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I read the following on the MSDN:

Use Pascal casing for all public member, type, and namespace names consisting of multiple words.

Note that this rule does not apply to instance fields. For reasons that are detailed in the Member Design Guidelines, you should not use public instance fields.

Use camel casing for parameter names.

Well it says it does not apply to instance fields so what applies to instance fields? I know I should not use them, but if I do, what is the correct convention? I guess it would be Pascal, but I'm not sure about it...

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migrated from May 15 '11 at 6:54

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marked as duplicate by gnat, MichaelT, GlenH7, Dan Pichelman, Robert Harvey Oct 8 '13 at 22:12

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as you say, you shouldn't expose public fields, so it's really a moot point – AdamRalph May 14 '11 at 16:00
This is a bit like asking a policeman the correct way of stealing a car. If you're already doing something which is against the guidance, you shouldn't expect guidance on how to do it. – Jon Skeet May 14 '11 at 16:02

4 Answers 4

Pascal Case seems to be the convention.

Of you look at the c# examples on MSDN, this is what they use.

StyleCop has all the MS coding conventions - if you leave the defaults it will tell you when you are not following them.

Rule SA1306 states that field names should start with a lower case letter.

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@Oded:lower case letter? MSDN says that public fields are Pascal so I am confused now – Miria May 14 '11 at 16:04
@Miria - fields should be private and start with lower case. Public members should be Pascal. – Oded May 14 '11 at 16:08

I just follow the convention as told by the tool fxcop - Fxcop MSDN page

It's a bit easier then trying to remember all the rules all the time.

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You mean stylecop. – Oded May 14 '11 at 15:52
Forgot about that one too. Fxcop does have many rules for casing (for parameters, methods, properties. – Lareau May 14 '11 at 16:22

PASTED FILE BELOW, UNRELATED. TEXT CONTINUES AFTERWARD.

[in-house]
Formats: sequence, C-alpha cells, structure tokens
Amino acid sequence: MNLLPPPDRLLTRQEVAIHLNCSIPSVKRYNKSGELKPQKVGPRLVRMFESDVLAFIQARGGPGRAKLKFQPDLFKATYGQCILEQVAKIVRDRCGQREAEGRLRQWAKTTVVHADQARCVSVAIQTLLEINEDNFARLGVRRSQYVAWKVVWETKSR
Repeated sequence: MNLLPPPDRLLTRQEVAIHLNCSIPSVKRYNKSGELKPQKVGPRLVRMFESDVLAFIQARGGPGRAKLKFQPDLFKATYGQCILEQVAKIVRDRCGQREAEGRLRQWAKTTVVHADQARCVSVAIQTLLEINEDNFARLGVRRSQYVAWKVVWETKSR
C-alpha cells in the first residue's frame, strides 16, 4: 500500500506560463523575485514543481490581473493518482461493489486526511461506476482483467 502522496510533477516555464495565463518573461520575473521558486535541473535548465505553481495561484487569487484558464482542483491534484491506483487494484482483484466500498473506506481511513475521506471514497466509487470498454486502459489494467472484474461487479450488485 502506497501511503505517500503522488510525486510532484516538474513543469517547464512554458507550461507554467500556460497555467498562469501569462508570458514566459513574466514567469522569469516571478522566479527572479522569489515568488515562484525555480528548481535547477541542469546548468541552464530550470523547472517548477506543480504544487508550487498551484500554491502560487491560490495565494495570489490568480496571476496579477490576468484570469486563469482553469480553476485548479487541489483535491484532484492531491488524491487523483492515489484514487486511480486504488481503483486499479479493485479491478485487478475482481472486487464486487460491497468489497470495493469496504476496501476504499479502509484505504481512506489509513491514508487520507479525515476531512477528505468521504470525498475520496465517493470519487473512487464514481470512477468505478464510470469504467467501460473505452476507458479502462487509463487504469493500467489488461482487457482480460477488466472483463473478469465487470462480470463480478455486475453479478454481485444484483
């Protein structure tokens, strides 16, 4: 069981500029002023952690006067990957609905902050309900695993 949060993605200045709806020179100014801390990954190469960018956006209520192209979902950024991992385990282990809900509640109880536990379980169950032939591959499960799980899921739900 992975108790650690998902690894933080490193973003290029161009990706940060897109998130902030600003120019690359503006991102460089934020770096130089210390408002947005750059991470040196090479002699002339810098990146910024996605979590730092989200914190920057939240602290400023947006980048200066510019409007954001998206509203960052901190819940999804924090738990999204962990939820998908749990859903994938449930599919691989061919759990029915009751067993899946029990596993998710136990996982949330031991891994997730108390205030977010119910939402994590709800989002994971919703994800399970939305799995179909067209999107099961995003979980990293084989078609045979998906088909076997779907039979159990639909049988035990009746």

As mentioned in the quoted text public fields should not be used. If you use them, use the same convention as for public properties = Pascal case.

There is no real convention for private instance fields because these fields are never exposed. There cannot be any convention collision between your convention and third party API or MS API. Convention for naming private instance fields is up to you but it should be consistent in the whole project (or all company projects).

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The way I name them is:

private fields (I almost never have protected/private fields, I use protected/public properties instead): _camelCase protected/public fields/properties: PascalCase

The reason I have an underscore in front of the private fields is because I pass parameters into methods using camelCase so adding the underscore is only there to prevent variable name conflict (since I generally dislike using the this keyword inside classes).

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Conventions are, of course, just conventions, but the MSDN conventions explicitly advise against prefixing with an underscore. – Aaronaught May 16 '11 at 15:01
In 7 years I've yet to encounter a single naming conflict between underscore prefixed fields and anything in global namespace; if there ever is, I can still prefix with "this." . For all practical purposes, the underscore is safe for fields and prevents code from being littered with "this." when it's obvious that you're referring to the instance. – Curtis Batt May 16 '11 at 15:45
Similar reasons, although I specifically prefix fields with an underscore when they back a property. If the underscored field name is found anywhere other than that property there needs to be a really good reason for it. – Ken Henderson May 16 '11 at 17:42